I am greatfull to Eva to describe this process in such deep and moving way.

It is a must for everybody who "once imigrated "!!!

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Alina Mondini

   

This book represents the best psychotherapy I ever had since I left my home country, Romania. The depht and honesty with which the Eastern European mentality is compared to the Western World, the intensity, complexity of true feelings and sensitivity boiling in ones heart, and most of all the capacity of giving the right voice to all these helped me understanding myself better than never. I would very much like to translate "Lost in Translation" into Romanian, to better find myself and to give my mother the opportunity to read this book.

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Celsa

   

In Exile, Hoffman says "But America is the land of yearning, and perhaps nowhere else are one's desires so wantonly stimulated... it is difficult to agree to being just one person." She vows to to find a spiritual individualism through deprivation. This means something to me, it draws a feeling of incompletness, regret for all the envy and wanting. Finding one's true humanity and self is the ultimate test for survival in the New World.

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iohann

   

I just finished lost in translation, and i'm still lost...in the pages of the book, in the painful acknowledgement of the reality it describes....we all are incompleted: some of us because we have left behind a whole wordl of friends, of human interactions, of wisdom...some others because have never parted, and thus don't know the power of unrootness.... (obviously my english sucks :)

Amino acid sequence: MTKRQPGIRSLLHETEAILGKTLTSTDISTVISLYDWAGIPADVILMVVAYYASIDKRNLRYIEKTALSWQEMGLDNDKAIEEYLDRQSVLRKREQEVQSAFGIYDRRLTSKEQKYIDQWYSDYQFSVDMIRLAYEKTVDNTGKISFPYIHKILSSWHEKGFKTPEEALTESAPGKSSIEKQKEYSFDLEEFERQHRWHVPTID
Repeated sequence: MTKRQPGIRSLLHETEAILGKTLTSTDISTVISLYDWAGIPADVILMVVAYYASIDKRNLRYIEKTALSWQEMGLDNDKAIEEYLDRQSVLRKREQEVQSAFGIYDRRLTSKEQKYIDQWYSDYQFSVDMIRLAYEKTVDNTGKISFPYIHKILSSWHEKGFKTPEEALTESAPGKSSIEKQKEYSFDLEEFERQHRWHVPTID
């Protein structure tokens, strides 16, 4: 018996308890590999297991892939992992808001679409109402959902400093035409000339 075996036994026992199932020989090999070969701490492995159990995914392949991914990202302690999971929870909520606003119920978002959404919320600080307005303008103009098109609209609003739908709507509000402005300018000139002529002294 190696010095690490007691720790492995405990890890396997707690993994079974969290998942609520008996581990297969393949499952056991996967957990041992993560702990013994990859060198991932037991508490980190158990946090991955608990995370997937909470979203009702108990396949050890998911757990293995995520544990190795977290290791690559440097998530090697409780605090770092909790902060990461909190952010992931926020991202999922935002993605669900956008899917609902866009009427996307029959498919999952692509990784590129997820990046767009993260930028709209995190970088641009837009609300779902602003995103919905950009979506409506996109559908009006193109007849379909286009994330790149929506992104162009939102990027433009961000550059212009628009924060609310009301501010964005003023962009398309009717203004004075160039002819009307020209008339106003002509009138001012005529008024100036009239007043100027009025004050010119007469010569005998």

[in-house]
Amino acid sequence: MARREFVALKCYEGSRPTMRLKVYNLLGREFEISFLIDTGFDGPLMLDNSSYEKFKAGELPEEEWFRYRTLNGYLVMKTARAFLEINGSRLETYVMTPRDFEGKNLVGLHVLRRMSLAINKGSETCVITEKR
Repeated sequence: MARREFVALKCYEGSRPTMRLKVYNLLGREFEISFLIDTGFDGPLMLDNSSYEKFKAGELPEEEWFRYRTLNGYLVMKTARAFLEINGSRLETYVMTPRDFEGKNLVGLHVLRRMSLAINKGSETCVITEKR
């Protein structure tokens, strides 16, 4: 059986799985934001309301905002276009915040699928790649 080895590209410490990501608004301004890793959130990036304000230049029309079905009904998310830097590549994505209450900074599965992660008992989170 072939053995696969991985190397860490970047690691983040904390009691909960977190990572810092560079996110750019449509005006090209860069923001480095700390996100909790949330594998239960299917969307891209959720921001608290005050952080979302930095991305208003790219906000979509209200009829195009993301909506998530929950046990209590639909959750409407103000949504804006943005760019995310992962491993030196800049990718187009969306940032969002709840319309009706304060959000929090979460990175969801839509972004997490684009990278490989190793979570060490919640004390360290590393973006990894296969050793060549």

anyway....it was a good book, one of those we keep forever in the back of the soul...

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Michelle

   

My friend tells me you can find anything on the Internet. I disagree. Tell him there's magic out there that just can't be translated into a computer screen. Prove him wrong. My favorite sentence in Lostin Translation begins with: We speak, my lover and I...and she uses the word deliquesce (sp?) Find it and print it on this magic machine Thanks--Michelle

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NYDIA BUCH

   

FROM A SMALL TOWN IN CUBA TO BROOKLYN,NY, I WENT THROUGH THE MOST PAINFULL FEELINGS ASSOCIATED WITH THE ACCULTURATION PROCESS. BY THEN, I ALREADY KNEW, THAT I WAS HALF-WAY-THROUGH. I WAS IN A PLACE WHERE I HAD NO RETURN, BUT, STILL FAR FROM WHERE I NEEDED TO GET."LOST IN TRANSLATION" CAME OUT AND I WAS AMONG THE FIRST READERS(OF COURSE WITH MY DICCTIONARY, BY MY SIDE) SHE ACCOMPANIED ME UP TO THIS DAY..."THE NUANCES OF THE LANGUAGE" A DREAM, A BLESS, A FAITH.

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Mark Gustafson

   

I am reading this for one of my English major classes at Illinois State University. This is a great book not only from the perspetive of a person losing the ability to effectively communicate, but also gives great descriptions of post-war Europe, particularly Poland.